After 20 years of preparations, designing & construction the biggest university medical centre in the Netherlands has been realized: Erasmus MC. A cluster of separate buildings is transformed into a small medical city that is home every day to 13,500 staff, 4,500 students and thousands of patients. EGM is responsible for both architecture and interior
Located in the city centre, the hospital has a differentiated façade and inviting plinth. Facade composition feature angled volumes, alternating horizontal and vertical fenestration, a variety of deep reveals and bay windows, various concrete finishes and timber elements to the patient rooms. Together creating a vibrant atmosphere that blends directly with the urban surroundings.
Guided by Evidence Based Design, shape, material, colour and textures are carefully selected. Spacious circulation areas, various atriums, large expanses of fenestration, sunken patios and plenty of greenery lend the centre its identity. The combination of EBD and Healing Environment concept led to a journey starting outside at the forecourt, through the outpatient clinics, into the patient rooms: from bold & square to gentle & round, from brown & grey to white & pastels, from steel & granite to bamboo & fabrics.
The steering group New Hospital (directly supervised by the Board of Directors) had the task of realizing a new and good hospital. An Expertise Group monitored ambitions, principles and coherence, and ensured transparency of decision-making processes and communication.
Staff and specialists -grouped into patient themes like cancer and thorax- provided key input for their department’s medical interior planning. These user groups consisted of doctors, suppliers and designers and could add up to 50 persons each. Further on in the process, full-size mock-ups of patient room, OT and ICU where made as well as a LEGO-sized hospital floor to test processes, safety, and spaciousness. User-groups and mock-ups, as well as VR-models helped the team greatly to share design ideas and build commitment.
Much attention was given to stakeholder management, both to all layers within Erasmus MC and to the outside world (Client Council, municipality, local residents and insurers). The team participated multiple times in the Nat. BuildingDay, Nat. ArchitectureDay, OpenRoofsDay and invited staff and neighbours for excursions. All this together brought Erasmus many ambassadors.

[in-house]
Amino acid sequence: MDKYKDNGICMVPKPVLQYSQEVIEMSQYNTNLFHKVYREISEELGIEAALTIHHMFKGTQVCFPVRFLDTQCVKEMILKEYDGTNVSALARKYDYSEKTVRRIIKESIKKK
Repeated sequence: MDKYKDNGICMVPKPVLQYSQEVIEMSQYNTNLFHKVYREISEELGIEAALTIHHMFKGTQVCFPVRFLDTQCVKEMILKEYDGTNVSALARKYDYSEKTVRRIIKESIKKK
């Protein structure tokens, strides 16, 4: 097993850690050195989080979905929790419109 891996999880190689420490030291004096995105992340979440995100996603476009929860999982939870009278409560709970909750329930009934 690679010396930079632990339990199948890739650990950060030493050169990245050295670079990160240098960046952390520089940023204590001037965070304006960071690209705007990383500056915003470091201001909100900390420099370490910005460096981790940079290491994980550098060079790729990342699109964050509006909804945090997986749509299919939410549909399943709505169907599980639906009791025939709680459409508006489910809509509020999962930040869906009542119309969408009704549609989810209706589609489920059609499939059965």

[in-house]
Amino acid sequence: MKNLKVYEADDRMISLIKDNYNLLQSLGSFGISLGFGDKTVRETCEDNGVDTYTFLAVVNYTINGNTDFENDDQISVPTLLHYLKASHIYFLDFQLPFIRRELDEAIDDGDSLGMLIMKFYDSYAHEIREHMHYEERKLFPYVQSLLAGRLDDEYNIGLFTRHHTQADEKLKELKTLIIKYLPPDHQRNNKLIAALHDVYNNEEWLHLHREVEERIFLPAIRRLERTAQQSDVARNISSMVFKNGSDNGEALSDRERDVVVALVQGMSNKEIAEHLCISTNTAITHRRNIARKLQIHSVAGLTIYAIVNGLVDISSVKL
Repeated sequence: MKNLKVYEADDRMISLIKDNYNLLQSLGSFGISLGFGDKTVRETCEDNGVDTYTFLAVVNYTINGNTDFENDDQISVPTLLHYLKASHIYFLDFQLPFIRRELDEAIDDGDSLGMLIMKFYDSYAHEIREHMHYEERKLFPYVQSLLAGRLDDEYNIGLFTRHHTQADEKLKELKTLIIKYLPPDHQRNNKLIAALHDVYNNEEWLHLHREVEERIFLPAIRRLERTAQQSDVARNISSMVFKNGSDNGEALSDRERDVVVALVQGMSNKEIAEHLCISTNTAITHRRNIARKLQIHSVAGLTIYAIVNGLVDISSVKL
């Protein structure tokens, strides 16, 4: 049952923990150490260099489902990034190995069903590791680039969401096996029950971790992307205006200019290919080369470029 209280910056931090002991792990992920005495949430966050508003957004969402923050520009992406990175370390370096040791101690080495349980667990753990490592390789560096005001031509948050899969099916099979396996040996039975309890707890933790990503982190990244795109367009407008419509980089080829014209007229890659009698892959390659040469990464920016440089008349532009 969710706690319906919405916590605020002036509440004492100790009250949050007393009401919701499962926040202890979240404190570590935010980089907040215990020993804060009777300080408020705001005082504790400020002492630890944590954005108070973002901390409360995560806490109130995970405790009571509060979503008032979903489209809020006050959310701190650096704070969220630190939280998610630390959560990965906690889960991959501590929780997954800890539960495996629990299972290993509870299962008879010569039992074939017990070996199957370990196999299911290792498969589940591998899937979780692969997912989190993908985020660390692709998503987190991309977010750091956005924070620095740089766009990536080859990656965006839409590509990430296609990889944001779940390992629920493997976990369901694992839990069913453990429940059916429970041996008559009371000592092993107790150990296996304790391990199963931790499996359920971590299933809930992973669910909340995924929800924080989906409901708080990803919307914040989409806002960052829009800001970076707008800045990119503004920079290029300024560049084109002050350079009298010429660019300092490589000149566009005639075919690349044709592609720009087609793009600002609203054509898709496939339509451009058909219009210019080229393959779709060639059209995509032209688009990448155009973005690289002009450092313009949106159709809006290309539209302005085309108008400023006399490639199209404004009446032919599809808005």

The design involved separating shell from interior. This two-track approach offered the possibility to take decisions as late as possible concerning integration of the newest care concepts and equipment. Through innovative use of prefab concrete cores, steel columns and white decorative concrete sandwich elements, Erasmus could be assembled on site as a prefab kit.
Erasmus is sustainably prepared for future spatial needs. Floors, which can be freely arranged, have a grid of 9.60 metres, a ceiling height of 4 metres and supporting facades for the 31-floor office tower. 6,000 m² of roof gardens and moss-sedum roofs create natural heat insulation, reduce the volume of rainwater and improve health by absorbing particulate matter and producing oxygen. Footbridges, archways and stairs positioned behind a glazed wall help patients and staff find their way. Here, sturdy materials that reflect the spirit of Rotterdam, such as stone and weathering steel, have been used.
In the waste-purification installation waste flows from kitchens, sanitary units and even operation units come together, where water-purification and fermentation plants convert them into clean water